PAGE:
sputnik, a russian government- funded outlet widely seen by experts as a vehicle to disseminate disinformation for the kremlin. that and more is on our web site, pbs.org/newshour. and that's the newshour for ton on thursday, "the assault on intelligence"-- we talk with firormer c.i.a.tor michael hayden about the agency in the trump presidency. i'm judy woodruff. join us online and again here tomorrow evening. for allf us at the pbs ewshour, thank you and see you soon. >> major funding for the pbs newshour has bn provided by: >> consumer cellular believes that wireless plans should reflect the amount of talk, texu and data that se. we offer a variety of no- contract wireless plans for people who use their phone a little, a lot, or anything in between. to learn more, go to consumercellular.tv >> babbel.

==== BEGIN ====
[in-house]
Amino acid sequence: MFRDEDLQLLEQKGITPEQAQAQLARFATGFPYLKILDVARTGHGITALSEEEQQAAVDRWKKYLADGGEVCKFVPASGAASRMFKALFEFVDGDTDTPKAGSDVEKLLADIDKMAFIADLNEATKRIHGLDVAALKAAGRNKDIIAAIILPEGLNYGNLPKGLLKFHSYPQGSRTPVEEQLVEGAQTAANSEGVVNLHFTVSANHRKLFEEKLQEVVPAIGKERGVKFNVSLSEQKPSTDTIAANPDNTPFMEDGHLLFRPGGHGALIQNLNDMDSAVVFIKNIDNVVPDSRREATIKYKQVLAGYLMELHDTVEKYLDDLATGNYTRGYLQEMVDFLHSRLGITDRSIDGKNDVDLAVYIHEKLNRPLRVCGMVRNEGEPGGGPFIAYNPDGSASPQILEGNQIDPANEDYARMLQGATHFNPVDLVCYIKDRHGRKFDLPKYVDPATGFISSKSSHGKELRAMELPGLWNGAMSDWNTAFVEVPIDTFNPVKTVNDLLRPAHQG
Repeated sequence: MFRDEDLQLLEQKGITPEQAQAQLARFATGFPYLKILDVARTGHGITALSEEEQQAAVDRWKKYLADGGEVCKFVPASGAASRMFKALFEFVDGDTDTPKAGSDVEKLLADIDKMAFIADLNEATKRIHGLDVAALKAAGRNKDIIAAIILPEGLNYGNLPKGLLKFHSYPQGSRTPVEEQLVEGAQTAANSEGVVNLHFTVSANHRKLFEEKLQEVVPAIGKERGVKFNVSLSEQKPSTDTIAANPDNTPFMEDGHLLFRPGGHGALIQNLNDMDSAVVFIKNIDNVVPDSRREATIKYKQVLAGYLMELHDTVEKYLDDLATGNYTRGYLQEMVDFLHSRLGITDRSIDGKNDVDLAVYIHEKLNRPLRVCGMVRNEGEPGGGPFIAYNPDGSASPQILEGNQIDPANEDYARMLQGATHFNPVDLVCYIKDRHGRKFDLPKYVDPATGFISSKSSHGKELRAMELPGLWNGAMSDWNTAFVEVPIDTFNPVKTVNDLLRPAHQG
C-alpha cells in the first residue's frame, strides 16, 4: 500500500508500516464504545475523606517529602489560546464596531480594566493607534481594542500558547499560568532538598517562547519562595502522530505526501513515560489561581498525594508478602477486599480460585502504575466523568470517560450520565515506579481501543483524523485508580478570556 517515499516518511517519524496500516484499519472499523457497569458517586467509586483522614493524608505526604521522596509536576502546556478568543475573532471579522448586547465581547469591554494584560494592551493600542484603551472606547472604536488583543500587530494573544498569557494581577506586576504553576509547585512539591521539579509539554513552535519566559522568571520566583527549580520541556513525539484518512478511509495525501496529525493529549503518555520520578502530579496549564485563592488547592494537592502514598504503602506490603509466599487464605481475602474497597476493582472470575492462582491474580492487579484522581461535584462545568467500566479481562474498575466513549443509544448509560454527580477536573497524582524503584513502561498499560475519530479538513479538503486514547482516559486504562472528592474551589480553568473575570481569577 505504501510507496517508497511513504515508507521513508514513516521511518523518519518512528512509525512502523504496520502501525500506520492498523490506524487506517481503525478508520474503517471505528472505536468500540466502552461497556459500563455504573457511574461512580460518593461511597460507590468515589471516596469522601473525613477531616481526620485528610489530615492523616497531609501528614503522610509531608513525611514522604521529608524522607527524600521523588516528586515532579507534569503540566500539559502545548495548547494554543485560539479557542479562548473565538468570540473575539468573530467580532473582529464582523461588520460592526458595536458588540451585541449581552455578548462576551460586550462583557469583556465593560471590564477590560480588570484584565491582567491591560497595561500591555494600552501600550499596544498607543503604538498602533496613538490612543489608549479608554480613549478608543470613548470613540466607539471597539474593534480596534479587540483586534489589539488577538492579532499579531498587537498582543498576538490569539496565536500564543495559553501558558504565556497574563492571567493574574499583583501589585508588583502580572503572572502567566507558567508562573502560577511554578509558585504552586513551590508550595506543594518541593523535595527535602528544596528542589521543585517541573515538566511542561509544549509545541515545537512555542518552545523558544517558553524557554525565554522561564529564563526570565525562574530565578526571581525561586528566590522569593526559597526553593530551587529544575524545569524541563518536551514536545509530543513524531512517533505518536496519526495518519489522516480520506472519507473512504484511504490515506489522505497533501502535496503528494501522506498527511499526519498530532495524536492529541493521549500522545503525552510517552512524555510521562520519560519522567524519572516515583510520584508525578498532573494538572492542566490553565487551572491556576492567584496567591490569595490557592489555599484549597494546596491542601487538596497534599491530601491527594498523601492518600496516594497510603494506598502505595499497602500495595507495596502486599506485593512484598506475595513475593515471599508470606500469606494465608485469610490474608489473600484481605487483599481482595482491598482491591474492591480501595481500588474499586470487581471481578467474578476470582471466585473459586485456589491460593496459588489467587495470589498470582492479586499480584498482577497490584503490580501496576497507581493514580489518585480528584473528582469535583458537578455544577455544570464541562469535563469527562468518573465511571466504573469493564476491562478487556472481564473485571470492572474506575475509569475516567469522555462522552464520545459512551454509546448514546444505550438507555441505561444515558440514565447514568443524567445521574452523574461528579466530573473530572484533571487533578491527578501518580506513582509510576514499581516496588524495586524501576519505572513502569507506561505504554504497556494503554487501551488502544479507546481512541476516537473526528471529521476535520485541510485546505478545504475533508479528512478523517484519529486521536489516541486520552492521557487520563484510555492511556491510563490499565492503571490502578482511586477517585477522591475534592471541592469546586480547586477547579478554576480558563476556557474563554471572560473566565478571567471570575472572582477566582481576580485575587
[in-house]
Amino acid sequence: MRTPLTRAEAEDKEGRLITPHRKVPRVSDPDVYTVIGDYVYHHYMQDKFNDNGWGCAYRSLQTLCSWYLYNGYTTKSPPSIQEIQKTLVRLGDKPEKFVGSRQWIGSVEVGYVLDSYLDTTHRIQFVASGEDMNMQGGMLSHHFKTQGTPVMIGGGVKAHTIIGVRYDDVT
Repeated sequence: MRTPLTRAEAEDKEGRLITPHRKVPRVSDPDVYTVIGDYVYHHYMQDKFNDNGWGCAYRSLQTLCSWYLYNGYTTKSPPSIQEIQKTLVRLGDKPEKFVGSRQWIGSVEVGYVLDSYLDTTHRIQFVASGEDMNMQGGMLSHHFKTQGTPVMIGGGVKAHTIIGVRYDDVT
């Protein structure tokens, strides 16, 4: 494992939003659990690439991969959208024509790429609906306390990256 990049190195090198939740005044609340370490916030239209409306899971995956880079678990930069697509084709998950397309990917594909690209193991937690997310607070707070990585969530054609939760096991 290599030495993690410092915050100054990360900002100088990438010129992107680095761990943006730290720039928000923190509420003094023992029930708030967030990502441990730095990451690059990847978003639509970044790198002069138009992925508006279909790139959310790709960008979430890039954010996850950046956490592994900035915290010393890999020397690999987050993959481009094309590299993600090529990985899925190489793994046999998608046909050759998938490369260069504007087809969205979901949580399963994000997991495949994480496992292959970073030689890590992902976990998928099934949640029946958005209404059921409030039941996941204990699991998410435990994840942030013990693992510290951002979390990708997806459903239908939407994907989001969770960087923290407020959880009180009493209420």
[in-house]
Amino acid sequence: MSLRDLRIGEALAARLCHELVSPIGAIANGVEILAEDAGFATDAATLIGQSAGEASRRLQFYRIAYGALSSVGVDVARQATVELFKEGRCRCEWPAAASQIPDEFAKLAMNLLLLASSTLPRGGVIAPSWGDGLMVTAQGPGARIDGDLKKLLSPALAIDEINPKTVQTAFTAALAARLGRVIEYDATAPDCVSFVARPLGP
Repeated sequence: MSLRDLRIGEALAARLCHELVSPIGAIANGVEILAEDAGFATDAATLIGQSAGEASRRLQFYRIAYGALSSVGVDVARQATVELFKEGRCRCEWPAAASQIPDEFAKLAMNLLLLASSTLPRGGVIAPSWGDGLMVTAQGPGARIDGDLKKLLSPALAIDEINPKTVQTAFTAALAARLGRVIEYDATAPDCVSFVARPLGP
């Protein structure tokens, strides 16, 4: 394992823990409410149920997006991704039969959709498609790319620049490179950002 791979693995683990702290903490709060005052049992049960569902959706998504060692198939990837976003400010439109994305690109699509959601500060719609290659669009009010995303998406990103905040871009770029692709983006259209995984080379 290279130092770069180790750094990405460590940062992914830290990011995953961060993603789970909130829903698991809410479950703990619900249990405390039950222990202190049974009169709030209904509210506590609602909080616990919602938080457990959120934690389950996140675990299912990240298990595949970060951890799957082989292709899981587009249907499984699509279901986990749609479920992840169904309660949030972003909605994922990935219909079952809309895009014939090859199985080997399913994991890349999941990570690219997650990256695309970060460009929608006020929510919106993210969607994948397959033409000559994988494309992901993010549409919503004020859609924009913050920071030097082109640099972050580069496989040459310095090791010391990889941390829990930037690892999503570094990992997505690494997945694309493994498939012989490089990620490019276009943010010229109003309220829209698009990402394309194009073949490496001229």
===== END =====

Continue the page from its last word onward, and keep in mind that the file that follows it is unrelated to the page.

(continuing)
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♪ >> there are 1.4 billion people in china, 230 million of them under the age of 14. when we talk about china's future, we often talk about new technology, new cities, new developments, but none of that would mean much without then factor. this is a typical primary school in chengdu. it has 2,000 students. [ speaking chinese ] these are the rising sta of china, next on "yan can cook." ♪ ♪ >> [ speakinchinese ] ♪ ♪